We also don’t have a growth or assets under management target. The Fund doesn’t need to be a particular size by a particular date. That pressure, once removed, makes a big difference in behaviour and as a result we have been extremely careful when it comes to acquiring properties.
Tell us more about DPF and what makes it different?
Well, DPF is an open-ended fund. We make 0.5% of the fund available each month for investors to withdraw their investments, so up to 6.0% a year. This means if something unexpected happens, investors can withdraw their investment, or at least some of their investment, up to this point.
The Fund is designed to hold cash to fund those redemption requests. While holding cash creates a drag on returns, we believe this is a much better solution for investors. To make sure we are able to do this we have to manage the Fund’s cashflow carefully.
Currently, the Fund’s property assets are 99% occupied to quality blue-chip, State or Commonwealth government tenants. Their leases include fixed rental escalations and the Weighted Average Lease Expiry is 8.2 years. While in a market downturn the unit price may drop as valuations reduce, we are comfortable that we have set the Fund up to continue to provide investors with appropriate risk-adjusted distributions all the way through.
In your opinion, what is currently the biggest challenge for investors?
For an investor concentrated on capital preservation and obtaining an income, it’s hard to know where to invest. SMSFs have approximately $170 billion in cash and term deposits at the moment and, at best, the term deposits will be earning 1.80%.
With interest rates dropping around the world, income investors are being squeezed and the only option if you want a higher level of income is taking on more risk.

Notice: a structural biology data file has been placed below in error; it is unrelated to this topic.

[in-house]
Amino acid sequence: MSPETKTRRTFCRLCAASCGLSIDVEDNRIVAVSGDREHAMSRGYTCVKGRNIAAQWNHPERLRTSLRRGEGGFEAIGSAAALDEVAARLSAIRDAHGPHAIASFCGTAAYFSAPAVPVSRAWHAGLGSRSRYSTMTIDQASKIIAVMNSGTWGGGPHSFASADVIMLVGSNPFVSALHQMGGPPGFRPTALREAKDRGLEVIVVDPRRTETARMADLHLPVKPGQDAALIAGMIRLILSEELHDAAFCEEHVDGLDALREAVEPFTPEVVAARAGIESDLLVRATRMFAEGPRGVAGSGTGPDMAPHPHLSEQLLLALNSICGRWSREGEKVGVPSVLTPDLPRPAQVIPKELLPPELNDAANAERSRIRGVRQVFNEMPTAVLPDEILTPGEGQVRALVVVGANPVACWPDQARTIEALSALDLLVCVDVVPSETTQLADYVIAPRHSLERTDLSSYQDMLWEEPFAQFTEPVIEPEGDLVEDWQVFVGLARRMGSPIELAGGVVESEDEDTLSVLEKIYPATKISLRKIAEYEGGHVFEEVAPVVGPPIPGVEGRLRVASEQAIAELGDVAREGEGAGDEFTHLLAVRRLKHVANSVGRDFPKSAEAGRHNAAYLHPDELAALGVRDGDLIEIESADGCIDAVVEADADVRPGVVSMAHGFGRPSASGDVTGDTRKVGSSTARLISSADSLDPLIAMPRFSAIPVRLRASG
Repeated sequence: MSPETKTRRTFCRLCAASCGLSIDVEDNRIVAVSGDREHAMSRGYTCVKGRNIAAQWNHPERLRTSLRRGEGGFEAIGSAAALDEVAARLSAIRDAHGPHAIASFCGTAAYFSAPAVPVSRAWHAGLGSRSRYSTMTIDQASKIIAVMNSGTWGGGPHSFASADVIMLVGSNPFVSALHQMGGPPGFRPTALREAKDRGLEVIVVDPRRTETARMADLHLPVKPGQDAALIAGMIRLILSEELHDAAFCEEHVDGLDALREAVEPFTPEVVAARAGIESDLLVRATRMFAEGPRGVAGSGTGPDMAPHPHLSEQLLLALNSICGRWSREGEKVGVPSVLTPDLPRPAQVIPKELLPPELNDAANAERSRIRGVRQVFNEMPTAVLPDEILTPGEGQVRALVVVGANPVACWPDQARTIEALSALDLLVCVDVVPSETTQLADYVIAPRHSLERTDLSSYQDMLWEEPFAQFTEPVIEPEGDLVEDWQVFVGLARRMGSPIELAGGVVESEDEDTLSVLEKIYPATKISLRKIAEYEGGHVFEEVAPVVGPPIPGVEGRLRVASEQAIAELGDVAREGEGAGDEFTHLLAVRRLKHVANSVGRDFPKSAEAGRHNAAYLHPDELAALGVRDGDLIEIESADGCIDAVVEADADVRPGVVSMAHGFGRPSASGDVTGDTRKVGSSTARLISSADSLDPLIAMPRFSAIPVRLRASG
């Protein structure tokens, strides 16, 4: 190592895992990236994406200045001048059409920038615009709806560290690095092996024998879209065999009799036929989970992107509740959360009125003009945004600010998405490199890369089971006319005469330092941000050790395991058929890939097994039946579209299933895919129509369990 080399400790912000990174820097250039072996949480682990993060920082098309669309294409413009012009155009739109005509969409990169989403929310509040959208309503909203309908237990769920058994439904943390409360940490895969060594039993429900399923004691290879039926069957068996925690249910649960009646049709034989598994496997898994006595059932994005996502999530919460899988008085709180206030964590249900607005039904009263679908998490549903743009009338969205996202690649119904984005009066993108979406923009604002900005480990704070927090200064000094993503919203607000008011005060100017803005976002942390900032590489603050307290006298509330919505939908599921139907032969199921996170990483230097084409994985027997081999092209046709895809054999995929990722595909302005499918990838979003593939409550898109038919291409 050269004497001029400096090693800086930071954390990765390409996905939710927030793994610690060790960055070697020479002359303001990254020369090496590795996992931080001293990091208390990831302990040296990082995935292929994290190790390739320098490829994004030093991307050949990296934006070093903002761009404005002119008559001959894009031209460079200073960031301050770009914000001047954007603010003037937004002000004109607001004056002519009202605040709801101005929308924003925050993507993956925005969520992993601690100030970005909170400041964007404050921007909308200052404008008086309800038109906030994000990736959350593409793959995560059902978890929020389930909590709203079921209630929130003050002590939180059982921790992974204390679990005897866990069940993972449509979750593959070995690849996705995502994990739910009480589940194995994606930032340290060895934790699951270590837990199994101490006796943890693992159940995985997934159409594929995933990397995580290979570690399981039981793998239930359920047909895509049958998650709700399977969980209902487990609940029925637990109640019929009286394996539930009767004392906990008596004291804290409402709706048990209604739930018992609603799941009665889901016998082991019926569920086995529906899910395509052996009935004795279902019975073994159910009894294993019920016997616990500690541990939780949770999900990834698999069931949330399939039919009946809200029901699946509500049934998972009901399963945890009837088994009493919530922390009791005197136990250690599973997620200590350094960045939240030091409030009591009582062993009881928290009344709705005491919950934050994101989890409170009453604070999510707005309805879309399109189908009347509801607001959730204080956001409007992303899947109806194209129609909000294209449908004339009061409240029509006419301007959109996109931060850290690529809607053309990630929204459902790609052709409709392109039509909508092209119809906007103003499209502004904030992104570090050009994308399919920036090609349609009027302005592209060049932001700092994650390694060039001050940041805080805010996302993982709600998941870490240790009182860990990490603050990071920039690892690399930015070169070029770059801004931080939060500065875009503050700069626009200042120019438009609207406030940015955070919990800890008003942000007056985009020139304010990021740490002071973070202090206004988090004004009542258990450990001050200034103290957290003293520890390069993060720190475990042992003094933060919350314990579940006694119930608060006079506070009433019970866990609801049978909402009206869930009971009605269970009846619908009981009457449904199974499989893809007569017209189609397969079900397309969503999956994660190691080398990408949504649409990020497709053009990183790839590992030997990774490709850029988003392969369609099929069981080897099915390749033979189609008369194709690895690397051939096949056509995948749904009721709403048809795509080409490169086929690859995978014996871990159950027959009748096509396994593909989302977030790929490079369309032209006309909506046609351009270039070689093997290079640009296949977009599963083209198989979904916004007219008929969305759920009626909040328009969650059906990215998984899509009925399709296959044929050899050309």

I find talking to investors, however, that they are all either wary of, or are already fully invested in, equities. That often leads them to property, and either a residential investment, which is obviously a large amount, or potential unlisted property, where they are not directly exposed to the equities market.
Of course, if the property market crashes, as it did during the GFC, valuations will reduce. However, if the fund has locked in its lease income from quality tenants and has conservative gearing, it should be able to reliably pay a consistent income return to its investors.
Where do you see DPF in three years?
That’s a difficult question. It’s impossible to accurately predict markets. I would like to think we are continuing to follow the investment philosophy with which we set up the Fund: to purchase quality properties, with quality tenants, manage gearing and provide investors with a prudent, risk-adjusted return. In the end, it’s all about delivering for investors, and if we continue to do so, I will be happy.
What do you do to relax?
I have three young children under eight, so I’m not sure I ever get to relax! Weekends are spent in a blur of sports and other commitments.
When I was young my parents used to take my siblings and I to Fraser Island and I’ve tried to continue that tradition with my kids too. They happily spend hours on the beach and in the water and there are no screens around, which I like. I find fishing is a great way to spend time with family and friends, chasing the next fish or reeling in the one that got away!